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Netscape's wild ride

The company is wrapped in speculation that it may sell all or parts of its business.

Special coverage: Netscape's wild     ride February 5, 1998
6:20 p.m. PT
Special coverage: Netscape's wild ride

That is the question as rumors persist that part or all of Netscape is for sale, with potential suitors ranging from established enterprise players to online giants.

Company on two legs
news analysis Now that its browsers are free, what if Netscape were to lose another revenue stream?

Why is Netscape in play?

Stock up on buyout rumors

Distributors signed up

Netcape's wild ride

 previous coverage
 • Netscape's sea change
Once seemingly untouchable, Netscape See special coverage: Netscape's sea change is facing losses, its first layoffs, and corporate restructuring. It now has to hustle to keep competitors and Wall Street at bay.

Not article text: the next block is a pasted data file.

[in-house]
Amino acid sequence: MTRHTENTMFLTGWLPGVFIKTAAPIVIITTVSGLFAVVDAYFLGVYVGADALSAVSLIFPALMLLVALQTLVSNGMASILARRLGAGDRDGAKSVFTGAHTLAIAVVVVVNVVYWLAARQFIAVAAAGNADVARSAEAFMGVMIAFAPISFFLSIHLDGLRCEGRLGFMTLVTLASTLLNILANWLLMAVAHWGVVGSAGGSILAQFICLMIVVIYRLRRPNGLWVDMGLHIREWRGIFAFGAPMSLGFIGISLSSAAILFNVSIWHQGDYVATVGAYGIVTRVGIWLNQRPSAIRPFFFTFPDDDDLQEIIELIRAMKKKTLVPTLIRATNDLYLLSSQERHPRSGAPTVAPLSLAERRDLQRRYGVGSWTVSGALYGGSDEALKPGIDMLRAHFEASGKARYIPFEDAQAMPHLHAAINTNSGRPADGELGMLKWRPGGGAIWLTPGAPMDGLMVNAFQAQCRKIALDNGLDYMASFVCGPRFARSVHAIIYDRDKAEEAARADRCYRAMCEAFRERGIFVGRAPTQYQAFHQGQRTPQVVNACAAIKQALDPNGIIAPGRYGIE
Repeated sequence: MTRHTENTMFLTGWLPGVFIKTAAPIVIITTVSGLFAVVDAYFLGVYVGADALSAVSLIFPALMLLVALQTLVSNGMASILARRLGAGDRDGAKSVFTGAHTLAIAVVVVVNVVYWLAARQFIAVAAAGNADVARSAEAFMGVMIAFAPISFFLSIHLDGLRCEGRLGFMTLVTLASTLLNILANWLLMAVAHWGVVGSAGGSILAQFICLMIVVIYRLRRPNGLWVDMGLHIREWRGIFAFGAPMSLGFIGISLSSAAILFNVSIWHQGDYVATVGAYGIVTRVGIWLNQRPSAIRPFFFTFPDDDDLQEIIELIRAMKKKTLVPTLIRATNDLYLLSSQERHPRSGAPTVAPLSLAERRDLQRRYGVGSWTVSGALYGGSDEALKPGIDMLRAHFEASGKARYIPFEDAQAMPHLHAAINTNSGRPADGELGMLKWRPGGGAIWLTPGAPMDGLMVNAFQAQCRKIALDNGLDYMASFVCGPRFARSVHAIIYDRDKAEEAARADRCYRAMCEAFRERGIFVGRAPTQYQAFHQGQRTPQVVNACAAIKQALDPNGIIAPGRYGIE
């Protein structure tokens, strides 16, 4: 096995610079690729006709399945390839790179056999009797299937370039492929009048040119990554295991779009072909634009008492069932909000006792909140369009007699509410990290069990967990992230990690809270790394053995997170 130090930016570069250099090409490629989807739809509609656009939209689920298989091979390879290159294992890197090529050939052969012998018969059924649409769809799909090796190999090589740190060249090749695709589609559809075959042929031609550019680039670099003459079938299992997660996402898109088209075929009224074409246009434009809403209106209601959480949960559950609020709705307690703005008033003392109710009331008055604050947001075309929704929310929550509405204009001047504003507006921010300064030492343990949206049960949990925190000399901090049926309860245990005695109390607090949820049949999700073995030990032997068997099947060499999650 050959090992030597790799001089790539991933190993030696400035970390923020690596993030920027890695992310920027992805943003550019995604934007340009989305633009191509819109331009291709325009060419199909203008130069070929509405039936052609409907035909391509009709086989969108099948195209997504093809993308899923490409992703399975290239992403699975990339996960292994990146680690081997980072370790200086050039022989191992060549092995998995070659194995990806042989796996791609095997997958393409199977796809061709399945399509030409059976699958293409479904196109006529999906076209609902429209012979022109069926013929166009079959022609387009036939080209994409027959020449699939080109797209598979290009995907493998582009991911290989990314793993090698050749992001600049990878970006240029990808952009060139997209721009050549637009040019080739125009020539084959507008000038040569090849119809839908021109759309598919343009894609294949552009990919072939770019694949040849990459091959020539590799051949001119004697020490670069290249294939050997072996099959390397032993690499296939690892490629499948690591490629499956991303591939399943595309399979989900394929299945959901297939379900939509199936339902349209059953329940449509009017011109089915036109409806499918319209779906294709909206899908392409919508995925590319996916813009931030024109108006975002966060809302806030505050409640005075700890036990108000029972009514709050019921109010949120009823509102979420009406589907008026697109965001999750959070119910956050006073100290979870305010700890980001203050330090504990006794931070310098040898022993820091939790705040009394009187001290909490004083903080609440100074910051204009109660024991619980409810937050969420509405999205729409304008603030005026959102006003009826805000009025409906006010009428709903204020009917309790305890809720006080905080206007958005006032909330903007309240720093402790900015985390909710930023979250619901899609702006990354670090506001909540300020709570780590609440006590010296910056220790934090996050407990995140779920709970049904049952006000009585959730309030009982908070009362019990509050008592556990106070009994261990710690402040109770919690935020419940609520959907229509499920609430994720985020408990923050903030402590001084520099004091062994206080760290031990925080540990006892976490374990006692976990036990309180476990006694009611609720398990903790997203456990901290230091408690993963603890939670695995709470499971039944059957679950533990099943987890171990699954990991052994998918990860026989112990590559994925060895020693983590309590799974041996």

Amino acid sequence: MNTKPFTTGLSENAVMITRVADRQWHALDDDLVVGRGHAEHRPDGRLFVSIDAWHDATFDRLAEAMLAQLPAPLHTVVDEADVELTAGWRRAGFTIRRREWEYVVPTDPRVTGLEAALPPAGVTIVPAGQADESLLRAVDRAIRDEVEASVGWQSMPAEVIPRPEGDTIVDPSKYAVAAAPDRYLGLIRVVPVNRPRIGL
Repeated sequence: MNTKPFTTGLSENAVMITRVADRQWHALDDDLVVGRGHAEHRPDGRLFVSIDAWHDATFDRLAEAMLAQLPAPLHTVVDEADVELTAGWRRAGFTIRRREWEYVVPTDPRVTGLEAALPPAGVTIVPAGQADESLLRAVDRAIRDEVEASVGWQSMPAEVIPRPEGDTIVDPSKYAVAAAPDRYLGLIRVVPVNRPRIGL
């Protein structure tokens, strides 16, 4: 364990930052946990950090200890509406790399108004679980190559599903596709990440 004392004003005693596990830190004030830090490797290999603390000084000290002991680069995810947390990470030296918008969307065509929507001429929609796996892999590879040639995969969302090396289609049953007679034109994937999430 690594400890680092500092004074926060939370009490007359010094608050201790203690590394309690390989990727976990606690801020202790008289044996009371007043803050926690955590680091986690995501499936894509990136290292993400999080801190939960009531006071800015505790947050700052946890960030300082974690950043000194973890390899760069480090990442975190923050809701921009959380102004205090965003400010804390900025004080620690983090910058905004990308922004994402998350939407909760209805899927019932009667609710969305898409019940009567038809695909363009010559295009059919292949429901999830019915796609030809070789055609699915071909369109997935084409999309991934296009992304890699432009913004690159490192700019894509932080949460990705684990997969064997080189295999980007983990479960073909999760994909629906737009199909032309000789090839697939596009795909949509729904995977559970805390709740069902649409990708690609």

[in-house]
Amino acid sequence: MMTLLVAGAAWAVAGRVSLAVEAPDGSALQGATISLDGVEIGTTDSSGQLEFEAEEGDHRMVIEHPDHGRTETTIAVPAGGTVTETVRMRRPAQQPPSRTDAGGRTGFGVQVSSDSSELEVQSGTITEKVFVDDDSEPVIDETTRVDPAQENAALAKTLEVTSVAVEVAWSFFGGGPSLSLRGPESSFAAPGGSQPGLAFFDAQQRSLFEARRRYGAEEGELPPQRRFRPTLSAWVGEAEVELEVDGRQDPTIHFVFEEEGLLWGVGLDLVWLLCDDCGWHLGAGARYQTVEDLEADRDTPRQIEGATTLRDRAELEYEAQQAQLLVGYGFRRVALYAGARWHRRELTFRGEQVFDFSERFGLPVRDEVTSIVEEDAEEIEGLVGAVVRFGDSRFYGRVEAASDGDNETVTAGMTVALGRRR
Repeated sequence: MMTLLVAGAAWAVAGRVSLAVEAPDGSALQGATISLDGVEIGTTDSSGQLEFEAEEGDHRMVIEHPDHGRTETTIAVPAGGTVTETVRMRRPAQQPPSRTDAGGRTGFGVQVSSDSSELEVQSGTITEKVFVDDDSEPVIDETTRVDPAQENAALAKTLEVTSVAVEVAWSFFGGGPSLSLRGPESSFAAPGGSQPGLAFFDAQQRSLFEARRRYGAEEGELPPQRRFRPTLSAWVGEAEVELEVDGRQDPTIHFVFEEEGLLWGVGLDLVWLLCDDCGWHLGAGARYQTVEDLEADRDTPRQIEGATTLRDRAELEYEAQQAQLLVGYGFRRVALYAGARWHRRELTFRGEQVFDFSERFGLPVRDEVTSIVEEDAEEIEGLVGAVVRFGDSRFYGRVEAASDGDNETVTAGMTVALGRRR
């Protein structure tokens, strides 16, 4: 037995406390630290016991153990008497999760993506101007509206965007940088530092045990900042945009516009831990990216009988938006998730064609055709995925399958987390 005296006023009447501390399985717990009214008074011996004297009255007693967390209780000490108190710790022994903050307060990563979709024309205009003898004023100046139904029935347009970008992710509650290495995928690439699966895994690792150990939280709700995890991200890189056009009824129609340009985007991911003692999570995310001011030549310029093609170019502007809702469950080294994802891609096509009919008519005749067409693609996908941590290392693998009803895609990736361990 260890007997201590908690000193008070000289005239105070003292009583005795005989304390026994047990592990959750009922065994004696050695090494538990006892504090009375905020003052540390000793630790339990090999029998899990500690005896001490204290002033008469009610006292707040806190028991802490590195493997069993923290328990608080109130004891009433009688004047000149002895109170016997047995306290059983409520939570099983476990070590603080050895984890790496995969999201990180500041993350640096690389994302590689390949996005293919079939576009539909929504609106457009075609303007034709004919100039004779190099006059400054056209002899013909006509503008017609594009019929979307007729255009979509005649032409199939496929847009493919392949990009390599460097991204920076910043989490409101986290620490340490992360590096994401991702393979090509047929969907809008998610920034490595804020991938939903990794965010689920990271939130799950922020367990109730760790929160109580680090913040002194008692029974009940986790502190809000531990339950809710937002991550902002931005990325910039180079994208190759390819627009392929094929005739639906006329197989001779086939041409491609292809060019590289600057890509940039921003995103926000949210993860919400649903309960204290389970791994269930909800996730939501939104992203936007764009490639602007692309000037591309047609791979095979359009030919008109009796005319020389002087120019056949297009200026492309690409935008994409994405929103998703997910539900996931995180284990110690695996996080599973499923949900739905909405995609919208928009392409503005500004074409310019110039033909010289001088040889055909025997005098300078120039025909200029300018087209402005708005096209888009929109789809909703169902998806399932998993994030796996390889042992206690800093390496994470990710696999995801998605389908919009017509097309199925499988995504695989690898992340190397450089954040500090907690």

• How free is freeware?
Netscape decided to give away its browser and the source See special coverage: How free is Freeware? code for a new version of its Communicator suite, embracing the concept of "freeware." But the company must now make some crucial decisions for the applications that come from this code.
 • Netscape now--for free
In what many say is an See special coverage: Netscape now--for free unprecedented move, Netscape will give away its browser and the source code for its Communicator suite, striking back at Microsoft's Web development strategy.
  Browser market chart.


Netscape should be merging with an established player in the enterprise market.


Even if Netscape's share of the market is eaten away by Microsoft, it'll still control a significant amount of traffic.